As our recent poll of secondary teachers shows, 79% of schools have at least one child identifying as trans or non-binary. Teachers told us that they wanted guidance on how to manage this fast-growing challenge. But some also told us that their school policies put gender-questioning children outside standard safeguarding procedures.
Sex Matters, together with Transgender Trend, has produced guidance for schools based on the Equality Act and other relevant legislation. We take a whole-school approach, recognising the importance of biological sex, while supporting and safeguarding gender-distressed children.
This is an update on our guidance published last year. It has been revised to make the text as clear and simple as possible, and includes updated references to the law, statutory guidance and other official recommendations.
Our guidance relates to England but we will release versions for Scotland and Wales soon.
You can use our tool to send this guidance directly to a head teacher, SENCO, safeguarding lead or governor at your child’s school.
What is new in this guidance?
Over the past few months there have been several pieces of useful official guidance and research:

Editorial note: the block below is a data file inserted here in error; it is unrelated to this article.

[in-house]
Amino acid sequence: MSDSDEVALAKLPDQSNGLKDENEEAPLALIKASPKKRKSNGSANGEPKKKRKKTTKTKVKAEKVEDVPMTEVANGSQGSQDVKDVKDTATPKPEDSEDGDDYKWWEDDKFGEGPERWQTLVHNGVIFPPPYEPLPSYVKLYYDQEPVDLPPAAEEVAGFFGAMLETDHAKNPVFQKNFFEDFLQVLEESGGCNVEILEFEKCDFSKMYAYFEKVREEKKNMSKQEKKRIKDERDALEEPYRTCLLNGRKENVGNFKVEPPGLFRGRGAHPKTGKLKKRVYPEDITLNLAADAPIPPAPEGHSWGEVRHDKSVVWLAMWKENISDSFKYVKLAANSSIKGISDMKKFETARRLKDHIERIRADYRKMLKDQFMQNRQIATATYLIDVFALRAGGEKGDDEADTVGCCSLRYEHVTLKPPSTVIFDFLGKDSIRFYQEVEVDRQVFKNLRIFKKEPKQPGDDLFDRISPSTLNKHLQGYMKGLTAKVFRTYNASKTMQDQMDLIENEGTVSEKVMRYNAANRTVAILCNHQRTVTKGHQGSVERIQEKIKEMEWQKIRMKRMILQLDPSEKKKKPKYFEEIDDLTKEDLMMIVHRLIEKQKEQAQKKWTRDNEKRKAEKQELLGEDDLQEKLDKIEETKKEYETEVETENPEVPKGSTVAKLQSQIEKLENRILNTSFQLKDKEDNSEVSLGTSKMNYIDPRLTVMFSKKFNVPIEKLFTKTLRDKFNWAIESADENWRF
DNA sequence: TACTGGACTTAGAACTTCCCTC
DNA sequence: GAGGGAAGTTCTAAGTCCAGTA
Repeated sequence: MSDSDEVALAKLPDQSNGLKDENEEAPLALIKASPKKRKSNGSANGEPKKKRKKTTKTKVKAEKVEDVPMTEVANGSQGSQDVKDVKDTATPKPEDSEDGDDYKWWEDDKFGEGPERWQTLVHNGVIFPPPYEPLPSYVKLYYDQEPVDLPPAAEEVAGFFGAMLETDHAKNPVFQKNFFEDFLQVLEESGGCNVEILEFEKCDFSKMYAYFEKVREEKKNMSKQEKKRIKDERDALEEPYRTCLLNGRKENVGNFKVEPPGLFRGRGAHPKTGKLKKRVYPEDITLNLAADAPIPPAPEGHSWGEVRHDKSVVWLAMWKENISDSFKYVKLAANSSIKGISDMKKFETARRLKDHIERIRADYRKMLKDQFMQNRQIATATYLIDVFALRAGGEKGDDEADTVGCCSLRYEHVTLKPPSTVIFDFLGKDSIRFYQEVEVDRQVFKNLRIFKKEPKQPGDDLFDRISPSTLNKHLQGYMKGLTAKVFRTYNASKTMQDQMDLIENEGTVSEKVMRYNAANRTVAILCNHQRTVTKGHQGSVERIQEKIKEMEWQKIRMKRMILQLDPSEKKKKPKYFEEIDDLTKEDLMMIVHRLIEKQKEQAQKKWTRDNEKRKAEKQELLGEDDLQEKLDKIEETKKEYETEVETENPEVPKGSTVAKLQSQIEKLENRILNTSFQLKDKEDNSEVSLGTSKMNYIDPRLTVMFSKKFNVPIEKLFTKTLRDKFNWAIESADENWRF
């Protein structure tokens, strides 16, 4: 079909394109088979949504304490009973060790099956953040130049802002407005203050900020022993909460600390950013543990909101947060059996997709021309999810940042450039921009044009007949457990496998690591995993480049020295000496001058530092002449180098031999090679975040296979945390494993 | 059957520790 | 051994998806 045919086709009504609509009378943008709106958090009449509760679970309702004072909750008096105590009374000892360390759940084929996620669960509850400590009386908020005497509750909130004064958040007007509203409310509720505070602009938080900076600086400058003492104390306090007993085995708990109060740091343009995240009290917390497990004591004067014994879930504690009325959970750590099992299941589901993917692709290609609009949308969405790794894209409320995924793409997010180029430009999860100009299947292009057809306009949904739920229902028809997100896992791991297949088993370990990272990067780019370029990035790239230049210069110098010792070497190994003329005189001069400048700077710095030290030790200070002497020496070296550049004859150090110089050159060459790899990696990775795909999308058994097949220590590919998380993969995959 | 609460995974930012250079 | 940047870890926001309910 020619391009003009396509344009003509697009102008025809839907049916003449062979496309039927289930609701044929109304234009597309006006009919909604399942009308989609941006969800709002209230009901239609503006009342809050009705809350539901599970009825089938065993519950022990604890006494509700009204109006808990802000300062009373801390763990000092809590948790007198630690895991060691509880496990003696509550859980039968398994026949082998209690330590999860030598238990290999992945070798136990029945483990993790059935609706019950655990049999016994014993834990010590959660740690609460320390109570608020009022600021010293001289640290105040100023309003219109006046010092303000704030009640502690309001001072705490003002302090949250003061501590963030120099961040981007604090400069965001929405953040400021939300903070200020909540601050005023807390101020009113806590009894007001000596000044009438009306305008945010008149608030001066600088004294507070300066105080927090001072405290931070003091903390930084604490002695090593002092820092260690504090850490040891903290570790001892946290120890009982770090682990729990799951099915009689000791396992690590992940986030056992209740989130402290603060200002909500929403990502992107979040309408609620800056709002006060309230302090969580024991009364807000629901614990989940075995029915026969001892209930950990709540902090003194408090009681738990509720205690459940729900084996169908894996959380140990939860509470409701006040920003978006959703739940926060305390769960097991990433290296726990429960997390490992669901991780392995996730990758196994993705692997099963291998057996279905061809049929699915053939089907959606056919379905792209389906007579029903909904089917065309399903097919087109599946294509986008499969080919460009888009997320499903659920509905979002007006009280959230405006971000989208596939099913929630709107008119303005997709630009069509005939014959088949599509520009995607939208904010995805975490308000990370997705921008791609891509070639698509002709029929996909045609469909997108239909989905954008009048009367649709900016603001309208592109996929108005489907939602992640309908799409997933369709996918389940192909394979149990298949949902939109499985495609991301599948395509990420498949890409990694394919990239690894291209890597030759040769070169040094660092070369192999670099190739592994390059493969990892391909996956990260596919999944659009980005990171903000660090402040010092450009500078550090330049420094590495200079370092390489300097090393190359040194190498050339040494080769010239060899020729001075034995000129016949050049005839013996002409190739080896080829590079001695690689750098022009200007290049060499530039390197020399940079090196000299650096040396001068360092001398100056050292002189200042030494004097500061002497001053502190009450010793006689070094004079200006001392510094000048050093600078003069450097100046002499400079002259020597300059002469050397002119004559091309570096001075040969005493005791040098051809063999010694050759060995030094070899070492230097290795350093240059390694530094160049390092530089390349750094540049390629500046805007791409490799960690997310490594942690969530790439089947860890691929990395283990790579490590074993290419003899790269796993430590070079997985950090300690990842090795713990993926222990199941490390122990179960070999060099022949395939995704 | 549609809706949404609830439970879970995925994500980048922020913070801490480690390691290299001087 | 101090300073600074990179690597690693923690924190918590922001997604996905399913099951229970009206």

- the Department for Education has brought out new guidance emphasising schools’ duty to ensure political impartiality on controversial matters
- the Equality and Human Rights Commission has published guidance clarifying the law on single-sex spaces and services
- eminent paediatrician Dr Hilary Cass, who is leading an independent review of gender-identity services for children and young people, has published an interim report highlighting concerns about social transition for gender-confused children, and the lack of evidence for an affirmative treatment approach
- the Sports Councils Equality Group, which includes five of the biggest sports governing bodies, brought out Guidance for transgender inclusion in domestic sport, which concluded that the traditional sex categories are the only way to guarantee safety and fairness for female competitors.
All this work reinforces our recommendations for a whole-school approach to protect the rights of every pupil.